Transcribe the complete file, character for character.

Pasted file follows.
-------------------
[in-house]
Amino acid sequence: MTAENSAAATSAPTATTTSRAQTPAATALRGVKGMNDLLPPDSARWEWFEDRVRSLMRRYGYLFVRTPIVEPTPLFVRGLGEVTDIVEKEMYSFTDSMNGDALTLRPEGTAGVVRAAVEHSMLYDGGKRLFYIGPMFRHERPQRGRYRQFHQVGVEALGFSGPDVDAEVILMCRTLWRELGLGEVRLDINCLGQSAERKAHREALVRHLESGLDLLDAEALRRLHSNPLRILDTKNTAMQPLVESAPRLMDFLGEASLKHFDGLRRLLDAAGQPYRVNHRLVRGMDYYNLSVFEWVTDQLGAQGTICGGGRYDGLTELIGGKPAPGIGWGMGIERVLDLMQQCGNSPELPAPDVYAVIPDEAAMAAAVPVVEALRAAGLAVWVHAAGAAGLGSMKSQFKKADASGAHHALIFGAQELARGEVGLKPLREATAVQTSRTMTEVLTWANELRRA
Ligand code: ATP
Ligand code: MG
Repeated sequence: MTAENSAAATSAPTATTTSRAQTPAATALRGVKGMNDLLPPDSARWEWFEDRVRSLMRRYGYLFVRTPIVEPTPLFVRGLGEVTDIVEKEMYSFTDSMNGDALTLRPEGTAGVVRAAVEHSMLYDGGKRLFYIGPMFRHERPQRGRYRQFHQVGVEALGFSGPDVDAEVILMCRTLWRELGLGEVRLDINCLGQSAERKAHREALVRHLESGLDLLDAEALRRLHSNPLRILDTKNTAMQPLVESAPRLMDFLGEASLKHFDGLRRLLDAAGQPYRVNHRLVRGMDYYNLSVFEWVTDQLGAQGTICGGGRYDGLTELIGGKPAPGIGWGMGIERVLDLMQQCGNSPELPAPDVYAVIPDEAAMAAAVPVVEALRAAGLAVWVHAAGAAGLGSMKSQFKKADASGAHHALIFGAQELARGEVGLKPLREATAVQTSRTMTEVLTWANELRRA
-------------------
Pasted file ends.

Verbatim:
[in-house]
Amino acid sequence: MTAENSAAATSAPTATTTSRAQTPAATALRGVKGMNDLLPPDSARWEWFEDRVRSLMRRYGYLFVRTPIVEPTPLFVRGLGEVTDIVEKEMYSFTDSMNGDALTLRPEGTAGVVRAAVEHSMLYDGGKRLFYIGPMFRHERPQRGRYRQFHQVGVEALGFSGPDVDAEVILMCRTLWRELGLGEVRLDINCLGQSAERKAHREALVRHLESGLDLLDAEALRRLHSNPLRILDTKNTAMQPLVESAPRLMDFLGEASLKHFDGLRRLLDAAGQPYRVNHRLVRGMDYYNLSVFEWVTDQLGAQGTICGGGRYDGLTELIGGKPAPGIGWGMGIERVLDLMQQCGNSPELPAPDVYAVIPDEAAMAAAVPVVEALRAAGLAVWVHAAGAAGLGSMKSQFKKADASGAHHALIFGAQELARGEVGLKPLREATAVQTSRTMTEVLTWANELRRA
Ligand code: ATP
Ligand code: MG
Repeated sequence: MTAENSAAATSAPTATTTSRAQTPAATALRGVKGMNDLLPPDSARWEWFEDRVRSLMRRYGYLFVRTPIVEPTPLFVRGLGEVTDIVEKEMYSFTDSMNGDALTLRPEGTAGVVRAAVEHSMLYDGGKRLFYIGPMFRHERPQRGRYRQFHQVGVEALGFSGPDVDAEVILMCRTLWRELGLGEVRLDINCLGQSAERKAHREALVRHLESGLDLLDAEALRRLHSNPLRILDTKNTAMQPLVESAPRLMDFLGEASLKHFDGLRRLLDAAGQPYRVNHRLVRGMDYYNLSVFEWVTDQLGAQGTICGGGRYDGLTELIGGKPAPGIGWGMGIERVLDLMQQCGNSPELPAPDVYAVIPDEAAMAAAVPVVEALRAAGLAVWVHAAGAAGLGSMKSQFKKADASGAHHALIFGAQELARGEVGLKPLREATAVQTSRTMTEVLTWANELRRA